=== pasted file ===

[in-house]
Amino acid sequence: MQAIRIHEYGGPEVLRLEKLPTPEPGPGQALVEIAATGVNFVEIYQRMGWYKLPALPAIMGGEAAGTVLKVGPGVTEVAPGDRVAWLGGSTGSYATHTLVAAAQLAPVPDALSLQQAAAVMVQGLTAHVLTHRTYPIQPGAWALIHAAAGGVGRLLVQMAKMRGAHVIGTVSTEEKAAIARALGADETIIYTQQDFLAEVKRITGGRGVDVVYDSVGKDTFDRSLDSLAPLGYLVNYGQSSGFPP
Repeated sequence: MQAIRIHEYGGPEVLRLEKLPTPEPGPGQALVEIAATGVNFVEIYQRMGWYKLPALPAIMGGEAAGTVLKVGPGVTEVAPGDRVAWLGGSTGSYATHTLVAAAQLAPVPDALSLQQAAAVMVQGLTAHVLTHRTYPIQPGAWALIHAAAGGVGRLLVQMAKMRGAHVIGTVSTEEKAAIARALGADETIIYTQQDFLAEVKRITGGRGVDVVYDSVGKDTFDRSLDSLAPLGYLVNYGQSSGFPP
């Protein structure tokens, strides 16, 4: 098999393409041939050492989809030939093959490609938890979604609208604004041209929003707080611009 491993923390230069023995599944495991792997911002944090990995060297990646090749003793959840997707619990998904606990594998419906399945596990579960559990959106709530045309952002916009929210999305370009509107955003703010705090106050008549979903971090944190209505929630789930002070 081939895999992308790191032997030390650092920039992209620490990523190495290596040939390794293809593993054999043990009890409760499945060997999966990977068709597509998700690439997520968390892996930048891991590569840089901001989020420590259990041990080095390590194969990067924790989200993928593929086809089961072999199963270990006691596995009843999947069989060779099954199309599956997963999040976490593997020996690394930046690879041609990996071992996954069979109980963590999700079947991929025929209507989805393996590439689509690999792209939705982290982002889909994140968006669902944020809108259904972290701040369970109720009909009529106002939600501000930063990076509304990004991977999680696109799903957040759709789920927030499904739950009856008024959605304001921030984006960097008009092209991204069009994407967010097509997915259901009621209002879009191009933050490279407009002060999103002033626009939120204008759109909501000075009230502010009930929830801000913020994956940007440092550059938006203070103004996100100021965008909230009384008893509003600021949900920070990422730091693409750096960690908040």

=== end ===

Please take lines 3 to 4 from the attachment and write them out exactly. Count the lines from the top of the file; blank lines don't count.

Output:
Repeated sequence: MQAIRIHEYGGPEVLRLEKLPTPEPGPGQALVEIAATGVNFVEIYQRMGWYKLPALPAIMGGEAAGTVLKVGPGVTEVAPGDRVAWLGGSTGSYATHTLVAAAQLAPVPDALSLQQAAAVMVQGLTAHVLTHRTYPIQPGAWALIHAAAGGVGRLLVQMAKMRGAHVIGTVSTEEKAAIARALGADETIIYTQQDFLAEVKRITGGRGVDVVYDSVGKDTFDRSLDSLAPLGYLVNYGQSSGFPP
């Protein structure tokens, strides 16, 4: 098999393409041939050492989809030939093959490609938890979604609208604004041209929003707080611009 491993923390230069023995599944495991792997911002944090990995060297990646090749003793959840997707619990998904606990594998419906399945596990579960559990959106709530045309952002916009929210999305370009509107955003703010705090106050008549979903971090944190209505929630789930002070 081939895999992308790191032997030390650092920039992209620490990523190495290596040939390794293809593993054999043990009890409760499945060997999966990977068709597509998700690439997520968390892996930048891991590569840089901001989020420590259990041990080095390590194969990067924790989200993928593929086809089961072999199963270990006691596995009843999947069989060779099954199309599956997963999040976490593997020996690394930046690879041609990996071992996954069979109980963590999700079947991929025929209507989805393996590439689509690999792209939705982290982002889909994140968006669902944020809108259904972290701040369970109720009909009529106002939600501000930063990076509304990004991977999680696109799903957040759709789920927030499904739950009856008024959605304001921030984006960097008009092209991204069009994407967010097509997915259901009621209002879009191009933050490279407009002060999103002033626009939120204008759109909501000075009230502010009930929830801000913020994956940007440092550059938006203070103004996100100021965008909230009384008893509003600021949900920070990422730091693409750096960690908040």